Early human model shows 3.2 million-year-old Lucy could stand as erect as we do

Colour coded model of 'Lucy' fossil

Lucy — the famous early human fossil unearthed in Ethiopia in the 1970s — could stand just as erect as we can.

This is the conclusion of a researcher from the University of Cambridge who has created the first-ever digital model of the muscles of the ancient hominin for the first time.

Developed from recently published open-source data on the 3.2 million-year-old Australopithecus afarensis skeleton — along with data on bone and muscle structures in modern humans — the 3D reconstruction covered the legs and pelvis.

The modelling of Lucy’s knee extensor muscles indicated that the hominin would have been able to straighten its knee joint just as much as the average person can today.

The findings add to the growing consensus over the last 20 years of research that Lucy was capable of walking fully upright, like we do — rather than in a crouching waddle, like our common ancestor the chimpanzees.

A. afarensis was an early hominin species that lived in East Africa from around 3.9–2.9 million years ago, during the Pliocene epoch.

Shorter than modern humans, these australopithecines had an ape-like face and a relatively small brain — a third the size of modern humans — but were capable of walking on two legs.

Also known as “AL 288–1”, Lucy was unearthed by the American palaeoanthropologist Donald Johanson and graduate student Tom Gray in the November of 1974.

She gets her name from the 1967 Beatles classic, “Lucy in the Sky with Diamonds”, which was playing on the pair’s tape recorder the evening the specimen was discovered.

Lucy is one of the most complete skeletons known to date of any Australopithecus — with 40 percent of her bones having been preserved.

A young adult, Lucy would have stood at more than three feet tall and is estimated to have weighed in at around 62 lbs.

3D model shows lower limb muscles of fossil known as 'Lucy'

The new study was undertaken by Dr Ashleigh Wiseman of the University of Cambridge’s University’s McDonald Institute for Archaeological Research.

She said: “Lucy’s ability to walk upright can only be known by reconstructing the path and space that a muscle occupies within the body.”

In her reconstruction, Dr Wiseman recreated 36 muscles in each of Lucy’s legs — most of which, she noted, were larger in the ancient hominin than in us.

The major muscles in Lucy’s calves and thighs, for example, were more than twice the size of those seen in modern humans, as we have a much higher fat-to-muscle ratio.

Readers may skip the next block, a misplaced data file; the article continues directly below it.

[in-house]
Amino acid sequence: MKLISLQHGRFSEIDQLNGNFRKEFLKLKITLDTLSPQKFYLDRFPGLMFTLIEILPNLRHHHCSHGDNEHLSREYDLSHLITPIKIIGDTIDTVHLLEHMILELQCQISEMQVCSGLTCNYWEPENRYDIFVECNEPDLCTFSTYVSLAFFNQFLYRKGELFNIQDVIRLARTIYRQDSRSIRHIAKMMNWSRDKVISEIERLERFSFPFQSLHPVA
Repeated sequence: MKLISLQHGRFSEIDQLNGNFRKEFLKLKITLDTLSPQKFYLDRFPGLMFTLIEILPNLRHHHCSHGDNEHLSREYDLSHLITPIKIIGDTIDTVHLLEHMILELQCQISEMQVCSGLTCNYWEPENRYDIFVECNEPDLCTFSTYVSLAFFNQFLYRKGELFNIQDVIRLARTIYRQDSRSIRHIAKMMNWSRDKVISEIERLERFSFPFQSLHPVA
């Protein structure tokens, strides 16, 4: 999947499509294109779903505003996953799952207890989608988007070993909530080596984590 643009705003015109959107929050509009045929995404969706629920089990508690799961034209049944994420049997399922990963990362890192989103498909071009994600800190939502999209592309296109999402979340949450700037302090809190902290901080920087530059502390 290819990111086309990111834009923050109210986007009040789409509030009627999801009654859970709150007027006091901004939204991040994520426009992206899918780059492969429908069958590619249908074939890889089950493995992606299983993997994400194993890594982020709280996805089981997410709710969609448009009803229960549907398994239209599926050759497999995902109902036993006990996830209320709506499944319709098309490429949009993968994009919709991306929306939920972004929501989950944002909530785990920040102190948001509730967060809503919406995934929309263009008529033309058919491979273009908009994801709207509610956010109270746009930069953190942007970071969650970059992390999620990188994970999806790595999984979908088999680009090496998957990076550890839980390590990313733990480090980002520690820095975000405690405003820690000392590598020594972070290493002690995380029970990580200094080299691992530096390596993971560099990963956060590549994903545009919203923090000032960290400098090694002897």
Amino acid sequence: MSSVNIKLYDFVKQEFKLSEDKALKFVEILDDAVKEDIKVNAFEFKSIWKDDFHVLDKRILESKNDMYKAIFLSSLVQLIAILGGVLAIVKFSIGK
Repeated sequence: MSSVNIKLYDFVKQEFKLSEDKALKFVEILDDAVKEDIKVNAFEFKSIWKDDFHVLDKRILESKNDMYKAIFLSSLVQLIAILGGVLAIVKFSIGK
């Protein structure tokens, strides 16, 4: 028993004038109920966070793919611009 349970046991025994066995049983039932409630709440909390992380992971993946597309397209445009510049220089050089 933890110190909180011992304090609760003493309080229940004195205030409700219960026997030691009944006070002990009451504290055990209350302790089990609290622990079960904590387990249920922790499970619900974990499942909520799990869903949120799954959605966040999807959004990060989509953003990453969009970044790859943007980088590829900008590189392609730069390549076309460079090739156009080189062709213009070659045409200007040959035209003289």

In fact, the reconstruction suggests that muscles made up nearly three-quarters of the total mass of Lucy’s thigh, compared to just one-half in modern humans.

We use your sign-up to provide content in ways you’ve consented to and to improve our understanding of you. This may include adverts from us and 3rd parties based on our understanding. You can unsubscribe at any time. More info

Cyclists wearing safety gear seen as ‘less than fully human’, study finds[ANALYSIS]
UK–US fusion-powered rocket collaboration to slash mission time to Saturn[REPORT]
AI could soon destroy democracy by ‘manipulating’ voters, experts warn[INSIGHT]

Dr Wiseman added: “We are now the only animal that can stand upright with straight knees. Lucy’s muscles suggest she was as proficient at bipedalism as we are, while possibly also being at home in the trees.

“Lucy likely walked and moved in a way that we do not see in any living species today.”

“Australopithecus afarensis would have roamed areas of open wooded grassland as well as more dense forests in East Asia around three–four million years ago.

“These reconstructions of Lucy’s muscles suggest that she would have been able to exploit both habitats effectively.”

Such reconstructions, the team explained, can help scientists to determine how this human ancestor walked.

Dr Wiseman said: “Muscle reconstructions have already been used to gauge running speeds of a T. rex, for example.

“By applying similar techniques to ancestral humans, we want to reveal the spectrum of physical movement that propelled our evolution — including those capabilities we have lost.”

The full findings of the study were published in the journal Royal Society Open Science.

Source: Read Full Article